Laos proposes two more
The Lao government signed an agreement earlier this year with  a Thai company to conduct a feasibility study on the Sayaboury Dam on the Mekong River in northern Laos. The company claims the project would cost an estimated $1.7 billion and generate 1,260 megawatts of electricity for export to Thailand. The Sayaboury feasibility study would be completed before the end of 2009 and construction could begin in 2011. Very little is known about the project. The 1994 Mekong Secretariat study estimated that the project would flood 22 square kilometers of land and displace 1,720 people from five villages, although the population has surely increased since then.

And in June 2007, the Lao government approved the investigation of yet another mainstream dam, to be conducted by two Chinese companies, Sinohydro Corporation Ltd and the China National Electronics Import and Export Corporation. The 1,320 MW proposed Paklay Dam would, according to news reports, cost up to US $1.7 billion to develop. The 1994 Mekong Secretariat study said that Paklay would displace 11,780 people.

Cambodia’s Sambor Dam
The proposed Sambor hydropower project would be located on the Mekong mainstream in Kratie Province, Cambodia, just south of a 40-kilometer river island on which five villages are located. The Cambodian government has been eager to build the project for decades, but political circumstances and financial difficulties, as well as the project’s considerable environmental and social impacts, has thus far prevented them from doing so.

In November 2006, the China Southern Power Grid Company announced that its subsidiary would conduct a new feasibility study for the Sambor hydropower project. According to news reports, the company is considering two design options, both of which were first identified in 1994. A larger scheme, proposed by the Mekong Secretariat, would see a 10-kilometer long, 54-meter high dam blocking the Mekong River to create a reservoir of 880 square kilometers and generating 3,300 MW of electricity. Alternatively, a smaller scheme would create a reservoir of six square kilometers and generate 465 MW of electricity.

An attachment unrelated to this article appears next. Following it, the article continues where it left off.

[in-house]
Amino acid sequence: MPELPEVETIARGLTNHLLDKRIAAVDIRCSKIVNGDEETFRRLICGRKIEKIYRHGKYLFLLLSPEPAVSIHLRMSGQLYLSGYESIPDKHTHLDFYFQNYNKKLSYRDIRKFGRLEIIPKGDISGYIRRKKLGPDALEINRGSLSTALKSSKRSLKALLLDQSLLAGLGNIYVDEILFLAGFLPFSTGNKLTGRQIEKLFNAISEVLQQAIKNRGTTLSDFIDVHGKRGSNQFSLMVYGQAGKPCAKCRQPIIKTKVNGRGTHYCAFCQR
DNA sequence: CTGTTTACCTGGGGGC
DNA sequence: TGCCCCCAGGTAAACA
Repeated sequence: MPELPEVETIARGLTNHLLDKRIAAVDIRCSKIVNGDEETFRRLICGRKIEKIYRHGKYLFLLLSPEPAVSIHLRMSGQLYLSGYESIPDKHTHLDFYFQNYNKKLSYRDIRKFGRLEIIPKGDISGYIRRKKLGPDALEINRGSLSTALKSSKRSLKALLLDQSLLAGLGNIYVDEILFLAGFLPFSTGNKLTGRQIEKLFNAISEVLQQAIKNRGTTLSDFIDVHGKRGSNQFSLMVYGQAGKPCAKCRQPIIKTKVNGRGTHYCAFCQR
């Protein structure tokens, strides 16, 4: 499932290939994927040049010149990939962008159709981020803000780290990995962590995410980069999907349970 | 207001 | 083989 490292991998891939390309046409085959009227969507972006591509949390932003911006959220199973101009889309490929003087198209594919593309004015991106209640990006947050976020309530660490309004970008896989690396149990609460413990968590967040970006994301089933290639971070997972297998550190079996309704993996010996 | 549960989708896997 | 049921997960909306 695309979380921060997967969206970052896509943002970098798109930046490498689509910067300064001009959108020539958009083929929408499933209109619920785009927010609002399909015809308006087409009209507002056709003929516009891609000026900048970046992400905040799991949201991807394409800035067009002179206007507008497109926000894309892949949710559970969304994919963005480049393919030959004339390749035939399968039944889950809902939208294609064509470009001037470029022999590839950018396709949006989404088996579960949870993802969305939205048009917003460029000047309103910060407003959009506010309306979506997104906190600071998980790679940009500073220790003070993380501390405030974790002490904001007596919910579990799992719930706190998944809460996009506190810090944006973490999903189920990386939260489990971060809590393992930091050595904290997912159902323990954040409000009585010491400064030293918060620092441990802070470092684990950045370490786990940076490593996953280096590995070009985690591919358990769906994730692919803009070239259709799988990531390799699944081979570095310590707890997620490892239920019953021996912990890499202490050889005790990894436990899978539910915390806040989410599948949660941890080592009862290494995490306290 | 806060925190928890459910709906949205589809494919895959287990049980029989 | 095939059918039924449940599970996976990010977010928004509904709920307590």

The company has already commenced a geological survey of the proposed site, although villagers have not yet been fully informed of the potential impacts of the project. However, some villagers have been told that if the project does go ahead, those requiring resettlement would be relocated close to a highway 20 kilometers away.

Detailed evaluation of the project’s environmental and social impacts has yet to be conducted. A recent assessment by Cambodia’s Ministry of Industry, Mines and Energy suggests that while the larger 3,300 MW scheme would have environmental impacts, the smaller scheme would not. Even hydropower consultants Tokyo Electric Power Services Co. Ltd, who have recently promoted other hydropower projects in Cambodia, expressed disbelief at this assessment of the smaller scheme.

The 1994 Mekong Secretariat study of the larger 3,300 megawatt project indicated that 5,120 people would be resettled. Both projects would also have an inevitable and massive impact on the Mekong River’s fisheries, including commercially important species such as the migratory catfish and more exotic species, such as the world’s largest freshwater stingray. In addition, IUCN identified the Sambor Dam to be a serious threat to the habitat and movements of the endangered Irrawaddy dolphin and its prey, whose territory include numerous deep water pools close to the location of the dam.

Choking the mainstream
While none of the lower Mekong dams has been given the green light yet, the rapid developments of the past six months are cause for concern. The Mekong’s abundant fisheries are of vital importance to the food supply of most of the people living in the basin. Damming the Mekong mainstream and blocking the migratory route for hundreds of fish species could have devastating consequences for the livelihoods of millions.

The governments of Laos and Cambodia now face important decisions about the mighty Mekong River’s future. Their choices will determine whether the Mekong remains the free-flowing, life-giving river that it is today or is transformed into a choked and industrialized waterway. As the Lao and Cambodian governments take decisions on these proposed lower Mekong dams, they should consider whether future fishing generations will be able to harvest the natural bounty of the river, future tourists will be able to watch playful Irrawaddy dolphins in appreciation and wonder, and ultimately whether the Mekong River will continue to be a source of pride and inspiration for the region’s people and those around the world.
This article appeared in International Rivers, World Rivers Review, Vol 22, No 2. Published in June 2007.